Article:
I also asked three sobering questions in a recent post:
- WHAT IF IT WAS OUR WIFE WHO WAS A REFUGEE?
- WHAT IF IT WAS OUR CHILDREN WHO WERE FLEEING FOR SAFETY?
- WHAT IF THESE WERE OUR GRANDCHILDREN SEEKING REFUGE AND LONGING FOR SOMEONE TO CARE?
I want to take a few moments and share a few practical things we should and can do concerning this issue.
Practical Things We Can Do?
*We can become better informed about the issue at hand! When it comes to matter such as this, for God’s people, ignorance is definitely not bliss. Of course, we must not let our favorite news outlet, whether it be FOXNews, CNN, or any other, be our only source of information. If we do, we get a biased slant at best!
*We can pray! Prayer moves the Hand that moves the world. While there are definitely other things that we can and should do, there is nothing more important than praying for the refugees and the whole refugee situation. A good thing to keep in mind: while prayer may not always change the circumstances, prayer will always change us.
*We can give! It has often been said, we can give without loving, but we can never love without giving. God has blessed us with so much, not so we can increase our standard of living, but so we can increase our standard of giving. Find an organization, a missionary abroad, or a church here in the States that is working with refugees and set aside some money to be sent to them on a regular basis to help with this needy cause!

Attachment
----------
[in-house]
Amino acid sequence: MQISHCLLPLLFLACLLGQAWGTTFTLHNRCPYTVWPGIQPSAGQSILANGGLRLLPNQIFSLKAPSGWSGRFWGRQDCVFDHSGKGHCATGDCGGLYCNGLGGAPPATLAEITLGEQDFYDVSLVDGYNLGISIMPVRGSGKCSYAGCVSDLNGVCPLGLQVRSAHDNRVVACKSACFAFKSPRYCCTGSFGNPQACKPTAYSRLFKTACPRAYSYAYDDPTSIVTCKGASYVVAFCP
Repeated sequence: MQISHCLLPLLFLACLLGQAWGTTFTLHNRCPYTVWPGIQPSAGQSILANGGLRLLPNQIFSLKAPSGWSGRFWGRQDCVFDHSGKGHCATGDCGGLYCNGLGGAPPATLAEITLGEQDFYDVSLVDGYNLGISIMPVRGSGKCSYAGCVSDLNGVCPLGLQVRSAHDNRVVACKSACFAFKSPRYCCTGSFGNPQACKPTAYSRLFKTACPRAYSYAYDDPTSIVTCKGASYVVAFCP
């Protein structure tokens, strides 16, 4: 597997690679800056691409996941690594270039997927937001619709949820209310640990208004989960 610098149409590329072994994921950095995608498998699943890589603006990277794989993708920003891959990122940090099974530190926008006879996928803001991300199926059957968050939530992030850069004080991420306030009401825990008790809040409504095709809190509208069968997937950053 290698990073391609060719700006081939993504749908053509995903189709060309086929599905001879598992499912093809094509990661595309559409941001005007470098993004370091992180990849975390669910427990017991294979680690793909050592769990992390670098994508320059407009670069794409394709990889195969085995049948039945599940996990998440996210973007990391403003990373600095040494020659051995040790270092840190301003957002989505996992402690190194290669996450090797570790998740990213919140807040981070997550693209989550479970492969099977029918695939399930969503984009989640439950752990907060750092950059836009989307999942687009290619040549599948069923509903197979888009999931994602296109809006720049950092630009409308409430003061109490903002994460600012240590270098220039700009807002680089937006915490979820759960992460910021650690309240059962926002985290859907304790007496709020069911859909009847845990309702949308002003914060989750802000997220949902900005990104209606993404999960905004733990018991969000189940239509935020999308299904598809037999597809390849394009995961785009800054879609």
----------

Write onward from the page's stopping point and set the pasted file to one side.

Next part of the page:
*We can go! Whether for a short term missions trip or for a lifetime, I am sure that God would be pleased, our lives would be changed, and the recipients of our loving service would be grateful!
WHEN IT COMES TO REACHING THESE PEOPLE WITH THE GOSPEL, THEY WILL NEVER BE MORE OPEN THAN THEY ARE NOW, IN THESE REFUGEE CAMPS!